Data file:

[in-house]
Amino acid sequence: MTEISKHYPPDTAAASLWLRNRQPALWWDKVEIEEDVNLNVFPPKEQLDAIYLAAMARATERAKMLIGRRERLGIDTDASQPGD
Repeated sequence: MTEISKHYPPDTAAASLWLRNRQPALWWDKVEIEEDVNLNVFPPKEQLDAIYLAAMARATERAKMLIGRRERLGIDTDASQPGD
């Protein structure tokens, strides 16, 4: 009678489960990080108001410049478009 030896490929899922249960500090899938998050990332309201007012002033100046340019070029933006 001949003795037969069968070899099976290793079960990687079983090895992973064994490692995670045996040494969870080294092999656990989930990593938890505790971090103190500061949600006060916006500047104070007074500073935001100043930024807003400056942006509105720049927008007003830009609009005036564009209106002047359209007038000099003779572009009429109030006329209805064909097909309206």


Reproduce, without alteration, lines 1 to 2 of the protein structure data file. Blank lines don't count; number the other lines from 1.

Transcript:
[in-house]
Amino acid sequence: MTEISKHYPPDTAAASLWLRNRQPALWWDKVEIEEDVNLNVFPPKEQLDAIYLAAMARATERAKMLIGRRERLGIDTDASQPGD